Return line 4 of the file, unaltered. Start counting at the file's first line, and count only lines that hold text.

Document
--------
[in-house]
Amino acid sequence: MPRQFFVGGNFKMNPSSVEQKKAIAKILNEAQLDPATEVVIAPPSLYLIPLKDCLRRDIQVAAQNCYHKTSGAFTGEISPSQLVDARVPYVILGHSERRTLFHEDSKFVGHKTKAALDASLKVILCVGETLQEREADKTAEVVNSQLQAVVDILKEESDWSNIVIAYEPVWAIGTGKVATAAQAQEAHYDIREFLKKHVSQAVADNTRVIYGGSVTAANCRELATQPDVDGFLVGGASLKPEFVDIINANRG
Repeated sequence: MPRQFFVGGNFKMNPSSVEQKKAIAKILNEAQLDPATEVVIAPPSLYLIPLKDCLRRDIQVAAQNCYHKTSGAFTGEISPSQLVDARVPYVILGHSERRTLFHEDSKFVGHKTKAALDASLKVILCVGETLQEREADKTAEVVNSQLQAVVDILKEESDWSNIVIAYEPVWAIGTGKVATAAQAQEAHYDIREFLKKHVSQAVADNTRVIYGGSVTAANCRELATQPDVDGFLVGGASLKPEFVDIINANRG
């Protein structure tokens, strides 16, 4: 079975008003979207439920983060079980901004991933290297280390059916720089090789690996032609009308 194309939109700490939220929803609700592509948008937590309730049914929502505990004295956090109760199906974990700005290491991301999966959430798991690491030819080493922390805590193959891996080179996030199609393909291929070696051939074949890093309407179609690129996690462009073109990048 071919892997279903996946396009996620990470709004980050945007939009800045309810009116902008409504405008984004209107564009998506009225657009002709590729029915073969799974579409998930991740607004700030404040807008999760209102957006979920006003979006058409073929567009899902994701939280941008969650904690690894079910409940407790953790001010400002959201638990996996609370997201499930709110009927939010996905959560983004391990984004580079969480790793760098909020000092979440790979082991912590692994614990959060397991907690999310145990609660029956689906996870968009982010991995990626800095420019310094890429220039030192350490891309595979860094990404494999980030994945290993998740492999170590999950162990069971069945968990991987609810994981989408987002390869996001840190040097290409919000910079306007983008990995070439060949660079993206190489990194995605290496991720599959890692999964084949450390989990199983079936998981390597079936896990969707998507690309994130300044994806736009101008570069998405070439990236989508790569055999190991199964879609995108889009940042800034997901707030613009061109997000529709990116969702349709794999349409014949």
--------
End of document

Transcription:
């Protein structure tokens, strides 16, 4: 079975008003979207439920983060079980901004991933290297280390059916720089090789690996032609009308 194309939109700490939220929803609700592509948008937590309730049914929502505990004295956090109760199906974990700005290491991301999966959430798991690491030819080493922390805590193959891996080179996030199609393909291929070696051939074949890093309407179609690129996690462009073109990048 071919892997279903996946396009996620990470709004980050945007939009800045309810009116902008409504405008984004209107564009998506009225657009002709590729029915073969799974579409998930991740607004700030404040807008999760209102957006979920006003979006058409073929567009899902994701939280941008969650904690690894079910409940407790953790001010400002959201638990996996609370997201499930709110009927939010996905959560983004391990984004580079969480790793760098909020000092979440790979082991912590692994614990959060397991907690999310145990609660029956689906996870968009982010991995990626800095420019310094890429220039030192350490891309595979860094990404494999980030994945290993998740492999170590999950162990069971069945968990991987609810994981989408987002390869996001840190040097290409919000910079306007983008990995070439060949660079993206190489990194995605290496991720599959890692999964084949450390989990199983079936998981390597079936896990969707998507690309994130300044994806736009101008570069998405070439990236989508790569055999190991199964879609995108889009940042800034997901707030613009061109997000529709990116969702349709794999349409014949």